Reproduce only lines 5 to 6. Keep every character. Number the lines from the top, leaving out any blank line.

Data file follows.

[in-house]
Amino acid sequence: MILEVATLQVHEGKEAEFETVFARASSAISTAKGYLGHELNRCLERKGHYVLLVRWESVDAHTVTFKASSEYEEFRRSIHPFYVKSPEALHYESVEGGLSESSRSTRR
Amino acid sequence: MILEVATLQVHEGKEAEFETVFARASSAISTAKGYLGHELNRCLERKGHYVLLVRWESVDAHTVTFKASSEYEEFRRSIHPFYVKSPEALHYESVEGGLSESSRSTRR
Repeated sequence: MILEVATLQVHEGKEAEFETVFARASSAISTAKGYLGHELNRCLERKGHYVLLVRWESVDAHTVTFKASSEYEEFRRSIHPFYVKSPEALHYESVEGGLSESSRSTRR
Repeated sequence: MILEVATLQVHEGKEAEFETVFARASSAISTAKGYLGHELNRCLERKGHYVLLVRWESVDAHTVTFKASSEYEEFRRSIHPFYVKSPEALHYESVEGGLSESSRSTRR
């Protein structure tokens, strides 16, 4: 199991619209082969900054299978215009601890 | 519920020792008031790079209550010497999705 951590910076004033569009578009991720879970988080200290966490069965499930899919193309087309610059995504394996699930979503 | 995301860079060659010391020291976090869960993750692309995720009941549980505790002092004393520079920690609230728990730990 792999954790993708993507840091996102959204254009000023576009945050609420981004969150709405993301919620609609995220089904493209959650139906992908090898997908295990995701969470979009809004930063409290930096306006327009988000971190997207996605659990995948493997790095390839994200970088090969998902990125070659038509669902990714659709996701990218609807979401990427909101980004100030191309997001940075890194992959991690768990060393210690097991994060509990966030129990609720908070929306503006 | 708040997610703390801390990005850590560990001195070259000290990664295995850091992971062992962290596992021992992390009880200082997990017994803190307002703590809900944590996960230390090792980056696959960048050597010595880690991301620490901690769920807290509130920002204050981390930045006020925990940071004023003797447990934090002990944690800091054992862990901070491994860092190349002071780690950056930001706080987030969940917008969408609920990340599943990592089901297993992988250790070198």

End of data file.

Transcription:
Repeated sequence: MILEVATLQVHEGKEAEFETVFARASSAISTAKGYLGHELNRCLERKGHYVLLVRWESVDAHTVTFKASSEYEEFRRSIHPFYVKSPEALHYESVEGGLSESSRSTRR
């Protein structure tokens, strides 16, 4: 199991619209082969900054299978215009601890 | 519920020792008031790079209550010497999705 951590910076004033569009578009991720879970988080200290966490069965499930899919193309087309610059995504394996699930979503 | 995301860079060659010391020291976090869960993750692309995720009941549980505790002092004393520079920690609230728990730990 792999954790993708993507840091996102959204254009000023576009945050609420981004969150709405993301919620609609995220089904493209959650139906992908090898997908295990995701969470979009809004930063409290930096306006327009988000971190997207996605659990995948493997790095390839994200970088090969998902990125070659038509669902990714659709996701990218609807979401990427909101980004100030191309997001940075890194992959991690768990060393210690097991994060509990966030129990609720908070929306503006 | 708040997610703390801390990005850590560990001195070259000290990664295995850091992971062992962290596992021992992390009880200082997990017994803190307002703590809900944590996960230390090792980056696959960048050597010595880690991301620490901690769920807290509130920002204050981390930045006020925990940071004023003797447990934090002990944690800091054992862990901070491994860092190349002071780690950056930001706080987030969940917008969408609920990340599943990592089901297993992988250790070198």